His Holiness the Dalai Lama visited the University of Michigan from April 21 to April 23, 1994. One of the events planned for his visit was a private seminar with the faculty and graduate students of the Buddhist Studies program on the topic of the origins of the Mahayana school of Buddhism. In the past, His Holiness has shown great interest in the discoveries of Western science, going so far as to say that on those points where Buddhist doctrine and scientific findings diverge, the Buddhist position should be discarded. For example, according to Buddhist cosmology, humans inhabit an island to the south of Mount Sumeru, a geography not confirmed by satellite photographs. The traditional map should, therefore, be replaced by the one accepted in the West. His Holiness’ position on this matter is quite liberal by Tibetan Buddhist standards. Other prominent lamas hold that Mount Sumeru and the four continents indeed exist as they are described in the traditional literature; it is only our karmic obstructions that prevent us from seeing them. But as the Dalai Lama says in his recent book The Way to Freedom, “The purpose of the Buddha coming to this world was not to measure the circumference of the world, and the distance between the earth and moon, but rather to teach the dharma, to liberate sentient beings, to relieve sentient beings of their sufferings.”
I thought it would be interesting, then, to discuss with His Holiness the current Western scholarship on the origins of the Mahayana, a topic that is of great interest to His Holiness and which has also been the subject of significant speculation in Buddhist studies in the last two decades. Would the Dalai Lama be as open to the findings of Western scholars of Buddhism (who call themselves “Buddhologists”) as he had been to the findings of Western scientists? The traditional view, of course, is that the Mahayana sutras were set forth by the historical Buddha Shakyamuni but were kept hidden until some four centuries after the Buddha passed into nirvana. Some of the sutras were kept by the gods, others by the nagas in the bottom of the ocean, whence they were retrieved by the Indian Buddhist philosopher Nagarjuna. The authenticity of these sutras as the word of the Buddha is a central issue for the Mahayana; to claim that they are inauthentic is to transgress one of the Bodhisattva Vows. When I mentioned to His Holiness that our graduate students would be making a presentation to him on the origins of the Mahayana, he immediately asked whether they had supernormal powers, suggesting that only someone who had a clairvoyant knowledge of the past could know how the Mahayana began.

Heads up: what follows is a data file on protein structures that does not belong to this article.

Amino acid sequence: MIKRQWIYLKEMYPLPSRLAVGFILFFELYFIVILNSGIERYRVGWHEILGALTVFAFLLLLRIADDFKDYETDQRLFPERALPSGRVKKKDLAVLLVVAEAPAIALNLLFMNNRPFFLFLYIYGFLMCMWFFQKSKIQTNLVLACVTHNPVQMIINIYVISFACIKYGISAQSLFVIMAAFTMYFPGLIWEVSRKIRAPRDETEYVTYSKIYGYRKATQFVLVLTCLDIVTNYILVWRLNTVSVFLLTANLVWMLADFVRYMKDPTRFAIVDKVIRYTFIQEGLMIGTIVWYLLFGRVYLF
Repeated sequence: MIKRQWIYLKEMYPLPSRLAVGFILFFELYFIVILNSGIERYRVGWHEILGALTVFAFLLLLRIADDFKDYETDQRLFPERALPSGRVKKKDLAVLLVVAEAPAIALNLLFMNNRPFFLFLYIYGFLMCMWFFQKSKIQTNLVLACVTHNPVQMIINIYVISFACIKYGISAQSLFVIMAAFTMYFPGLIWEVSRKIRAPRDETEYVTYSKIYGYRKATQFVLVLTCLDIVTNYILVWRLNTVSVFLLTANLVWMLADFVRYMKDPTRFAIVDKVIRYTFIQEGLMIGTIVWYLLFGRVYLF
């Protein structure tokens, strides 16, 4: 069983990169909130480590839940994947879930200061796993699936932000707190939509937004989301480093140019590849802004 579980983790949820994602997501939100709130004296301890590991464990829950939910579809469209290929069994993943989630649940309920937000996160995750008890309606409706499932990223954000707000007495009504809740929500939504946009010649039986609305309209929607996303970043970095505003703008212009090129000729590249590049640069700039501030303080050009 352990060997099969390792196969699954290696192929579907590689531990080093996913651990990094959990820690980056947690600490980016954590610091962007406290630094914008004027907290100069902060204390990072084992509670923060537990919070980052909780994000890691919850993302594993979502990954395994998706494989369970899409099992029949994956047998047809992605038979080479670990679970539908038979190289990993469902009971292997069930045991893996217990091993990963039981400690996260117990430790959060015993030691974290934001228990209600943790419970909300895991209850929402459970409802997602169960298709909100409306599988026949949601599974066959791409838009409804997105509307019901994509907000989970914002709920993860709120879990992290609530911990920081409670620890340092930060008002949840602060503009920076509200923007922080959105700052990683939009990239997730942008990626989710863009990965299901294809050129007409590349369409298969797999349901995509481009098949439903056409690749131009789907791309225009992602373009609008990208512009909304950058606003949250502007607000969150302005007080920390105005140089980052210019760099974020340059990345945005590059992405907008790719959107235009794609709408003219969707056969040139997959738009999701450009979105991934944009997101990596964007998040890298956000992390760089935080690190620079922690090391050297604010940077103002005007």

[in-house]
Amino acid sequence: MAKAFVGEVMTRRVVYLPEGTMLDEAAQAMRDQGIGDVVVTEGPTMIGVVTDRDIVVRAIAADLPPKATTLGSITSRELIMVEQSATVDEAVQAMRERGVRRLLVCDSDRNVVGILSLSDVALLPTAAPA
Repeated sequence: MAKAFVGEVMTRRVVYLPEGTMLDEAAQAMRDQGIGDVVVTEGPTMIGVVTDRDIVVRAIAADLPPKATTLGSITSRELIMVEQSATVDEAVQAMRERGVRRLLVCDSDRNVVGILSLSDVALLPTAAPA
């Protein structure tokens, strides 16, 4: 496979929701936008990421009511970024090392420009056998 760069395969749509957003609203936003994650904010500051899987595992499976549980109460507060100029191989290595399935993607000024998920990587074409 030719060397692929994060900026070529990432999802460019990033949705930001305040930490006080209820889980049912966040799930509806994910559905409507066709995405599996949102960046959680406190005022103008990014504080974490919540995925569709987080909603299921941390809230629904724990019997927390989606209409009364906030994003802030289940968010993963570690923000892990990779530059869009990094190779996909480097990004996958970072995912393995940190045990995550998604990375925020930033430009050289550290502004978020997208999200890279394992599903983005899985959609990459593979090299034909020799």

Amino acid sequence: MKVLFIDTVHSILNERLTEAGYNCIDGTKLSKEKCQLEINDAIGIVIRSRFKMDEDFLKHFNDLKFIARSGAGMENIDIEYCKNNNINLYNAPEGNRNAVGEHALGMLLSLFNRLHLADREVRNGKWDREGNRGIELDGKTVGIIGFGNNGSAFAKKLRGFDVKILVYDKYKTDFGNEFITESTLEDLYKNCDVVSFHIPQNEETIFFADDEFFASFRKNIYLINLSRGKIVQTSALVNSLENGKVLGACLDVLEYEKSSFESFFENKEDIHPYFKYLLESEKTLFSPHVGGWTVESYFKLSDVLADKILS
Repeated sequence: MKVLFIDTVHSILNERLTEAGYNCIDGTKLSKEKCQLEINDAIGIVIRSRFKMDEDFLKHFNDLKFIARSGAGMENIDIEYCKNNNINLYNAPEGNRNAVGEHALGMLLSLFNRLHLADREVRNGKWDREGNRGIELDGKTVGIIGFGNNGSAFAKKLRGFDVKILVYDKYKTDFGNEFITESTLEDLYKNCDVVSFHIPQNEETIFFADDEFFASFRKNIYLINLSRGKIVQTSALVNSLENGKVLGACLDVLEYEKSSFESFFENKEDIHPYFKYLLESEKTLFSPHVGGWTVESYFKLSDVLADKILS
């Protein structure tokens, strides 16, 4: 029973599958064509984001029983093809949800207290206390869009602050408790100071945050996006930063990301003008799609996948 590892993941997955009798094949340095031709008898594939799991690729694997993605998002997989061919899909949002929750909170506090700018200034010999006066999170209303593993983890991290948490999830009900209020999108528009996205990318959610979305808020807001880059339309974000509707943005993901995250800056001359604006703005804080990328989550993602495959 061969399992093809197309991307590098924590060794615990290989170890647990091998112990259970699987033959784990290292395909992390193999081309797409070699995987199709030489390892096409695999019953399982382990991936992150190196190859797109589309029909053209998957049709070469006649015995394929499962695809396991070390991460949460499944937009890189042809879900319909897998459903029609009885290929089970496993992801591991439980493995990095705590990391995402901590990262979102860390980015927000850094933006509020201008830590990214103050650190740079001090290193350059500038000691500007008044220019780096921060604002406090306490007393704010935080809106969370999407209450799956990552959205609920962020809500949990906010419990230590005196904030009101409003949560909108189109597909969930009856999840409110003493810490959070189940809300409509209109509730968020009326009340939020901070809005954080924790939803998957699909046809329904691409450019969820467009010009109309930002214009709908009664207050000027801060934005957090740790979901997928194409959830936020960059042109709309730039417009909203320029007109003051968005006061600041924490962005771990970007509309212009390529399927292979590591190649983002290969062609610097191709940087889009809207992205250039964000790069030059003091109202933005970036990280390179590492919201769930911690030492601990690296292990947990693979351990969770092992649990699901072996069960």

During the seminar, three students who were completing dissertations on Indian Buddhism made brief presentations to His Holiness. They explained how nineteenth-century scholars of Buddhism had seen the Mahayana as a degeneration of the original teachings of the Buddha. Later scholars saw the Mahayana as a lay movement responding to the conservatism of the monastic establishment. After this perceived split, which occurred between the first century B.C.E. and the first century C.E., two branches of Buddhism, the Hinayana and the Mahayana, developed along parallel but divergent courses. More recently, scholars (such as Gregory Schopen) have sought to look beyond the polemical Mahayana condemnations of the Hinayana and to consider archaeological, art-historical, and epigraphical evidence. This research suggests that the Mahayana did not begin as a single and self-conscious movement, but instead was a disparate collection of “cults of the book” centered around new sutras composed around the beginning of the common era. These were not lay cults, but ones in which monks and nuns were full and active participants. The evidence even suggests that so-called Mahayana and Hinayana monks often lived side by side within the same monasteries, following the same rules, engaging in many of the same practices, throughout the history of Buddhism in India. Indeed, the first epigraphic use of the term Mahayana occurs only in the fifth century C.E., some five hundred years after the composition of the first Mahayana sutras.
His Holiness listened attentively to all of this, sometimes stopping and asking his translator to clarify a term or a point. But at the end of the presentation he remained silent and only spoke after I asked him what he thought about what the students had said. “It’s something to know,” he said in Tibetan, using the term shes bya (literally, “object of knowledge”), evoking the Buddhist aphorism “Objects of knowledge are limitless.” That is, there are infinite things that can be known; hence it is important to consider carefully what is truly worth knowing. He went on to say that he has a friend, a great lama, who, when giving a tantric initiation saw all the past masters of the lineage appear in the air along the ceiling of the temple. He was certain that his friend was telling the truth. He conceded that what the students had told him was interesting and that it would be good for Buddhists to have some knowledge of Western scholarship on Buddhism. However, in the end, he seemed to view Buddhist practice and Buddhist scholarship (at least of the Western variety) as ultimately irreconcilable. He told the students that if he accepted what they had told him, he would be able only to believe in the rupakaya, the form body of the Buddha that appears in the world. He could not believe in thesambhogakaya, the body of complete enjoyment, which appears to advanced bodhisattvas in the splendor of the pure lands. And he could not believe in the dharmakaya, the Buddha’s omniscient mind and its emptiness. “If I believed what you told me,” he said, “the Buddha would only be a nice person.”
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